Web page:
New York, NY, U.S.A. — (METERING.COM) — January 14, 2008 – In his recent State of the State speech, New York Governor Eliot Spitzer announced “a two-part program that reduces energy use on the one hand, and increases the production of home grown, renewable energy on the other”, saying that energy should be reliable, plentiful, and clean.
Spitzer said that on the demand side, the government is committed to “15 by 15”, the most progressive and attainable energy efficiency target in the country, which sets a goal of reducing statewide electricity use by 15 percent from projected levels by 2015. “We approach this goal the way a business would, with a requirement that our energy investments produce savings well in excess of the cost of achieving them.
“Technology will help us on both the supply and the demand side. We have the know-how, for example, to reduce costs for homeowners who run appliances at off-peak hours. This is called smart metering. Likewise, we have the technology to allow consumers to generate their own solar or wind power, send excess power directly into the grid and, quite literally, run their meters backwards. As we create and conserve energy, New Yorkers can also save money.”
The New York State Public Service Commission, which regulates utilities, supports the implementation of AMI. “The long-standing goal of this Commission has been to provide customers with more information about their energy usage so that they have the ability to control their energy costs by responding to peak prices through the use of state-of-the-art technology,” said Commission Chairwoman Patricia L. Acampora. “The infrastructure needed to support real-time peak pricing programs must include advanced meters as well as expanded back-office information systems that can manage exponentially greater amounts of usage information, and bill customers using time-sensitive rates.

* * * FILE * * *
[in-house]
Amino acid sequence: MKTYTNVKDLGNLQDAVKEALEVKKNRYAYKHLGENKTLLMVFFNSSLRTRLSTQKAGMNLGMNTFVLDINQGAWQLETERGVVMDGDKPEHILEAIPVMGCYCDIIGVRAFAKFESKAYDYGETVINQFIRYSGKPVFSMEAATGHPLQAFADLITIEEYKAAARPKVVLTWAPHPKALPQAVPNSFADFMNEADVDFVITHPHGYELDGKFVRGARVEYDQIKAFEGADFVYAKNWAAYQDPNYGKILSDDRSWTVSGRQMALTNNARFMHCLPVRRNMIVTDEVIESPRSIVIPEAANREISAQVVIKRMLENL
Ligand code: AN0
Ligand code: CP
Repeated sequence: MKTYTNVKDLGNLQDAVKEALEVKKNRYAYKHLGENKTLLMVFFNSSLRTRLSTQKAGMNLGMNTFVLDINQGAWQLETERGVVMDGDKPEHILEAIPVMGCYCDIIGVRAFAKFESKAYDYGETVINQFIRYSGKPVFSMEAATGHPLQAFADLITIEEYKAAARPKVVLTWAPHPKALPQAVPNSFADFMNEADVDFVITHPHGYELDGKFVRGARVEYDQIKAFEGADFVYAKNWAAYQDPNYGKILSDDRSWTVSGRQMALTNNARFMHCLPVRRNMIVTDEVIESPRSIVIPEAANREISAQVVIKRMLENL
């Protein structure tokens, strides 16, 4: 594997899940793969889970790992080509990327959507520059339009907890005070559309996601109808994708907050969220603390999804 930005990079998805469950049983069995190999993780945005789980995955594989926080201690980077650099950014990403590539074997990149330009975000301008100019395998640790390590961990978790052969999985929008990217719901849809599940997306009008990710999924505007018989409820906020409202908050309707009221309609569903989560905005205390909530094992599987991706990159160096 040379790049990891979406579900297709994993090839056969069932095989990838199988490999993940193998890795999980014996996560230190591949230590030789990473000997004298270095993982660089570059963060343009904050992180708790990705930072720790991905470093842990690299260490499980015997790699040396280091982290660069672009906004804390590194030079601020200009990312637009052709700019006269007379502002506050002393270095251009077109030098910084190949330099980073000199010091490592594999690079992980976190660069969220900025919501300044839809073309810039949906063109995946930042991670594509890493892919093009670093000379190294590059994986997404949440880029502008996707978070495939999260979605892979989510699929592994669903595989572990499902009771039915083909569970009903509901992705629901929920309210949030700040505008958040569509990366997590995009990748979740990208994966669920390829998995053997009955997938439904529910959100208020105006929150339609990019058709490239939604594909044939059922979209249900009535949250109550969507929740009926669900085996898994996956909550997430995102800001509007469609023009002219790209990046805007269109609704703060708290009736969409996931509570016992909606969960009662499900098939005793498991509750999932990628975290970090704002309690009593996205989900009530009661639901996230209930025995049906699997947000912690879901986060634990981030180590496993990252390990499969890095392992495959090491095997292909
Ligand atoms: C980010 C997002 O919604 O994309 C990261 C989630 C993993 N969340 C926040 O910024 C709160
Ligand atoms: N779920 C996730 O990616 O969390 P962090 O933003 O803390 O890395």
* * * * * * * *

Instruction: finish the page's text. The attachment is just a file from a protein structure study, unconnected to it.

“This sophisticated combination of meters, and other supporting equipment, is clearly the wave of the future. However, before we approve full-scale AMI implementation, we must determine if the investment is justified and whether the meters to be installed contain features and functions that will provide consumer and system benefits, or can be later modified to add new functionality. Pilots can play a very important role in reducing the number of open questions and obtaining better forecasts of costs and benefits.”
AMI programs have grown nationally over the past year, according to a recent Federal Energy Regulatory Commission report, which notes the rise in the number of large utilities that are planning to install AMI in the next several years. The report indicates that several states have taken actions ranging from the approval of AMI deployment to re-establishing collaborative efforts and workshops as well as issuing rulemakings. According to the report, if all the announced deployments actually occur, more than 40 million new advanced meters will be deployed in the next several years nationwide.